In addition, the combat is so stagnant and choppy that part of me is glad that they seriously reworked that whole aspect of the game by the time that ME2 rolled around. While I was dissatisfied with how action oriented ME3 was overall, I thought ME2 found a nice balance.

Again, I want to reassert that I absolutely love this game. It was, after all, one of the first current gen games I’d ever played, and absolutely brings back similar emotional feelings that came from playing Knights of the Old Republic back when I was much younger and more impressionable. This is, after all, a pretty old game by now, and it’s nice to see that there’s constant evolution in the RPG genre.

If you loved or hated the original Mass Effect, I’d love to hear your thoughts. There was, after all, a personal rediscovery fueled by love. If you think Mass Effect lost its touch after the first game, say why! Same goes if you never thought it was good to begin with.

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  1. Mass Effect 1 is a masterpiece. A game that will be long rimembered.
    Mass Effect 2 is the biggest disappointment this gen. It has turn a cinematic and deep experience into a linear corridor shooter.
    Mass Effect 3 is a mess, so boring I still have to finish it…
    The Mass Effect franchise, to me, starts and end with the first chapter.

    • To each their own. I happen to find ME2 to be one of the deepest character explorations I've ever experienced, even if the shooting became a more central aspect. I'll carry the conversations I had with Thane, Legion, and even Tali and Garrus with me for a long, long time. I think it just comes down to personal preference, though, as I like a bit of gameplay meat on those story and universe depth bones.

  2. I'm always a bit torn about which ME game is the best. The first one has far and away the best plot, and the most consistent world-building to boot (though there are still notable inconsistencies between the codex entries and the visuals). The plots of 2 and 3 were a schizophrenic mess. Fortunately, the personal stories of Shepard & co. were consistently high quality throughout the series. The actual mechanics of the game (e.g. combat, planet scanning, etc.) I actually do feel were improved in the later games. That's not to say I wasn't annoyed by certain changes that were made, but on the whole the later games were more "fun" on a purely mechanical level. The end result is that when I play ME1, I love the story but get frustrated by the mechanics. When I play ME3, the combat is much more satisfying, but the story doesn't give me much reason to keep going (*especially* given that ending, but it was a mess even before that).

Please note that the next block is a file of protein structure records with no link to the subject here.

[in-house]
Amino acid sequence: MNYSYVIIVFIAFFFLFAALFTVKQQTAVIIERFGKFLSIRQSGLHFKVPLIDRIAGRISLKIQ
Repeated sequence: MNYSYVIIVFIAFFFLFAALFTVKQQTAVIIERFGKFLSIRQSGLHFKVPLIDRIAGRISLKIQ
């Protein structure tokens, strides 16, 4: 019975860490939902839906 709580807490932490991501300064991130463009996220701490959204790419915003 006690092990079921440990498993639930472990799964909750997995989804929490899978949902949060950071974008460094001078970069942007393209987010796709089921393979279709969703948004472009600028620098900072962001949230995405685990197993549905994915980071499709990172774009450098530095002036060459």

• And that's precisely why I like ME2 the most. The first game had too huge a story aspiration with too clunky a mechanical implementation, while ME3 was the exact opposite. I find ME2 finds a nice balance between the two extremes, and even manages to have a self contained conflict that begins and ends within its confines, unlike ME3, the story of which only serves to close off all the open threads. I was actually pretty disappointed with how the story and decision making operated in 3. I mean, I was expecting the rachni queen to come in and save the day at the end because I thought to help her out so long before. Ultimately, her involvement just amounted to points on a spreadsheet. Weak.

      • I totally agree with your spreadsheet analogy, that's exactly what many of the ME3 choices felt like to me. Just a case of "OK, which one gives me the most points" rather than a true roll-playing experience where you make decisions in the way that you think are most consistent with your character. Having said that, Bioware needed some way to tie everything together and make your choices have at least some effect on the ending, so they deserve points for trying.

        Why I think this mechanic in particular was so jarring for me in ME3 is because in assigning points to particular choices and knowing that a certain score is required for a particular ending, it exposed some of the internal "logic" that should have remained hidden. I played Fallout: New Vegas not long ago, and one thing that was apparent throughout is that the game logic was far too visible, constantly breaking your immersion; I never felt that way when playing ME1 or ME2.

        One thing ME1 had that the later games missed were the huge semi-open levels, allowing you to approach outposts from different directions, take on enemies at extreme range with your sniper rifle, etc. I would have loved to see those levels (and Novaria, too) with the graphics and detail of ME3.

        Although this is of course more an ME3 point than ME1, I personally think Bioware missed a trick by not endorsing some form of the indoctrination theory, even if it was just limited to your conversation with the catalyst.